The World Economic Forum (WEF) is convinced that DLT supply chain solutions can assist in the restarting of the global economy. They said that after launching a blockchain deployment kit. The Forum published a report that focused on how the deployment of various blockchain-based solutions can address the supply chain failures and inefficiencies that have been significantly exposed by the COVID-19 pandemic.
Together with this report, the WEF released a blockchain deployment toolkit that is intended to assist governments and businesses in adapting their supply chains to the prevailing economic climate and to:
“Accelerate an economic rebound post-COVID-19.”
World Economic Forums Endorses DLT to Restart Global Economy
The report was published on April 28; and it alleges that the resilience of private and public supply chains has been greatly tested amid the coronavirus health crisis. It went further to cite the supply chains of medical supplies, pharmaceutical products, and food among the industries that have been hit most severely.
This report also argues that the efficiency of supply chains majorly relies on transparency, and it advocated for the widespread adoption of distributed ledger technology (DLT) to come up with a shared truth among the supply chain stakeholders.
The World Economic Forum is a Switzerland-based non-governmental organization. It was founded in 1971 to engage leaders in academia, business, and politics on major economic issues; that relate to the advancement of the global economy.
WEF Launched Blockchain Toolkit
To help the business and governmental leaders in deploying blockchain-based supply chain solutions, the WEF has also launched its:
“Redesigning Trust: Blockchain Deployment Toolkit; which is intended to enable leaders to maximize the benefits and minimize the risks associated with DLT.”
The toolkit was developed for more than a year and saw contributions from at least 100 public and private entities; operating in 50 countries. They include Maersk, the World Food Program, Deloitte, and the World Bank. The blockchain and digital currency project at WEF USA, Nadia Hewett, commented:
“The blockchain deployment toolkit is essential for designing solutions that work for a multitude of actors; including smaller players who may not have access to the resources required to unlock the value of blockchain technology.”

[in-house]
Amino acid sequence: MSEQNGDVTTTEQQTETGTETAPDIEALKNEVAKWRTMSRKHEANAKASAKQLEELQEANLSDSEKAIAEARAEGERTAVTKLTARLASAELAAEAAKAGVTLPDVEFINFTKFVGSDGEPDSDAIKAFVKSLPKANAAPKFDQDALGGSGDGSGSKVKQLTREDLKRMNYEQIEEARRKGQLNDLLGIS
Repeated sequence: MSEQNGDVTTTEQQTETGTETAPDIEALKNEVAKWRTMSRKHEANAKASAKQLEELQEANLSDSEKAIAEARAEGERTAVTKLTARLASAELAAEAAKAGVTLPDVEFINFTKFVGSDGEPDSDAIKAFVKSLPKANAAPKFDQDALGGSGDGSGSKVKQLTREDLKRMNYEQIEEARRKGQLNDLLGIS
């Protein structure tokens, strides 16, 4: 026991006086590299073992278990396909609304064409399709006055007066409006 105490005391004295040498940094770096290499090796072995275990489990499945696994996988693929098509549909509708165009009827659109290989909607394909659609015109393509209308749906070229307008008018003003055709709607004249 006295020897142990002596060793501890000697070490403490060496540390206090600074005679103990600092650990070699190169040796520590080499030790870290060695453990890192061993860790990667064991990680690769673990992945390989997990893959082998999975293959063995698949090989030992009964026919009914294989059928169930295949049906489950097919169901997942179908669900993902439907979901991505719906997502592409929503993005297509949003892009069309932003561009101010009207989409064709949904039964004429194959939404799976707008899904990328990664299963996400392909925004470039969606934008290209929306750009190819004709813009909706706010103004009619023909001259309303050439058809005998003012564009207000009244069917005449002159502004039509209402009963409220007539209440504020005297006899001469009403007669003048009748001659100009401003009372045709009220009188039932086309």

The DLT toolkit has been piloted in various contexts that include Hitachi, Saudi Aramco, and many other small to medium-sized enterprises.
DLT Supply Chain Solutions Adoption Increases
There is an increasing number of major companies and institutions that have launched ambitious programs aiming to deploy blockchain across their entire supply chains in recent months. The CEO of the Maritime and Port Authority of Singapore, Quah Ley Hoon, explained:
“We see an acceleration of digitalization in Maritime Singapore, which has improved the productivity and efficiency of the sector. Blockchain has tremendous potential applicability in areas such as bills of lading, cargo-tracking, and trade financing.”
The United Arab Emirates is also nearing the deadline for the completion of its Emirates Blockchain Strategy 2021; which is an ambitious program to migrate 50% of governmental transactions onto DLT-based platforms.
Consumer Demand Drives Supply Chain Adoption
IBM Australia and New Zealand’s head of blockchain, Rupert Colchester, said that many businesses are implementing different DLT solutions across their supply chains; while responding to higher consumer demand for transparency. He added:
“Consumers are demanding a new level of transparency. Consumers reward the supply chain when transparency and sustainability are there.”
Earlier this month, reports emerged that ethical egg producer Farmers Hen House had started printing QR codes on their cartons; to enable consumers to trace the origin of their produce. Fast fashion brand H&M also seems to be adopting blockchain traceability for its premium clothing subsidiary Cos.